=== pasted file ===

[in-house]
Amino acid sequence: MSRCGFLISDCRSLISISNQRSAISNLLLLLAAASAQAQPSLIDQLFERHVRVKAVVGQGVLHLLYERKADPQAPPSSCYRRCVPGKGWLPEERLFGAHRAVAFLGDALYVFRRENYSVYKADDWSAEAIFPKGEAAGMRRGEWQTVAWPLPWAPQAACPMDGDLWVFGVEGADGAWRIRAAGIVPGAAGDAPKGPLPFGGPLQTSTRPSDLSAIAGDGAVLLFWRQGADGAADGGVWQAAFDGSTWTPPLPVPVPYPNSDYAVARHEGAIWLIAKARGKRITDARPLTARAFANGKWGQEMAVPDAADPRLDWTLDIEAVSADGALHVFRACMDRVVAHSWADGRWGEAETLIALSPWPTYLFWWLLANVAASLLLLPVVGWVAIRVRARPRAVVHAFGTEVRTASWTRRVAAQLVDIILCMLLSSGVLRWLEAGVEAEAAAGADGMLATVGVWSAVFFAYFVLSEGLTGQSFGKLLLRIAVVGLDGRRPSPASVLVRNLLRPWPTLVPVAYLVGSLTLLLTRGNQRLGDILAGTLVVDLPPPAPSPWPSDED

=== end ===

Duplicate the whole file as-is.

[in-house]
Amino acid sequence: MSRCGFLISDCRSLISISNQRSAISNLLLLLAAASAQAQPSLIDQLFERHVRVKAVVGQGVLHLLYERKADPQAPPSSCYRRCVPGKGWLPEERLFGAHRAVAFLGDALYVFRRENYSVYKADDWSAEAIFPKGEAAGMRRGEWQTVAWPLPWAPQAACPMDGDLWVFGVEGADGAWRIRAAGIVPGAAGDAPKGPLPFGGPLQTSTRPSDLSAIAGDGAVLLFWRQGADGAADGGVWQAAFDGSTWTPPLPVPVPYPNSDYAVARHEGAIWLIAKARGKRITDARPLTARAFANGKWGQEMAVPDAADPRLDWTLDIEAVSADGALHVFRACMDRVVAHSWADGRWGEAETLIALSPWPTYLFWWLLANVAASLLLLPVVGWVAIRVRARPRAVVHAFGTEVRTASWTRRVAAQLVDIILCMLLSSGVLRWLEAGVEAEAAAGADGMLATVGVWSAVFFAYFVLSEGLTGQSFGKLLLRIAVVGLDGRRPSPASVLVRNLLRPWPTLVPVAYLVGSLTLLLTRGNQRLGDILAGTLVVDLPPPAPSPWPSDED